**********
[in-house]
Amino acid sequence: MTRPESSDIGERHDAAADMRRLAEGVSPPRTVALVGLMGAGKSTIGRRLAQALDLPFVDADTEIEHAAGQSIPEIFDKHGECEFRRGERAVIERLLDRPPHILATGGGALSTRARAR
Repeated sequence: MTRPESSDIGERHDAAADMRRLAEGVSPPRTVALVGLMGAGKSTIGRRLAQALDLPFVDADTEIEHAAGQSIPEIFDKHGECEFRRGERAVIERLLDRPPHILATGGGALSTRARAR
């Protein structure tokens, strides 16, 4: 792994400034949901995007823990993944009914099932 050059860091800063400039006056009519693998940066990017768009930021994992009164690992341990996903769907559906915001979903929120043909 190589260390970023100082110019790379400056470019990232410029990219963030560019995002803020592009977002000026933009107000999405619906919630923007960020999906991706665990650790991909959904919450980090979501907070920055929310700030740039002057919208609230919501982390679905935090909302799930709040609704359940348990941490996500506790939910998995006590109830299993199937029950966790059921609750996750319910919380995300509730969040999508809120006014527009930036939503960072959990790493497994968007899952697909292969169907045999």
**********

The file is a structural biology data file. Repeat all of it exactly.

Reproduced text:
[in-house]
Amino acid sequence: MTRPESSDIGERHDAAADMRRLAEGVSPPRTVALVGLMGAGKSTIGRRLAQALDLPFVDADTEIEHAAGQSIPEIFDKHGECEFRRGERAVIERLLDRPPHILATGGGALSTRARAR
Repeated sequence: MTRPESSDIGERHDAAADMRRLAEGVSPPRTVALVGLMGAGKSTIGRRLAQALDLPFVDADTEIEHAAGQSIPEIFDKHGECEFRRGERAVIERLLDRPPHILATGGGALSTRARAR
């Protein structure tokens, strides 16, 4: 792994400034949901995007823990993944009914099932 050059860091800063400039006056009519693998940066990017768009930021994992009164690992341990996903769907559906915001979903929120043909 190589260390970023100082110019790379400056470019990232410029990219963030560019995002803020592009977002000026933009107000999405619906919630923007960020999906991706665990650790991909959904919450980090979501907070920055929310700030740039002057919208609230919501982390679905935090909302799930709040609704359940348990941490996500506790939910998995006590109830299993199937029950966790059921609750996750319910919380995300509730969040999508809120006014527009930036939503960072959990790493497994968007899952697909292969169907045999």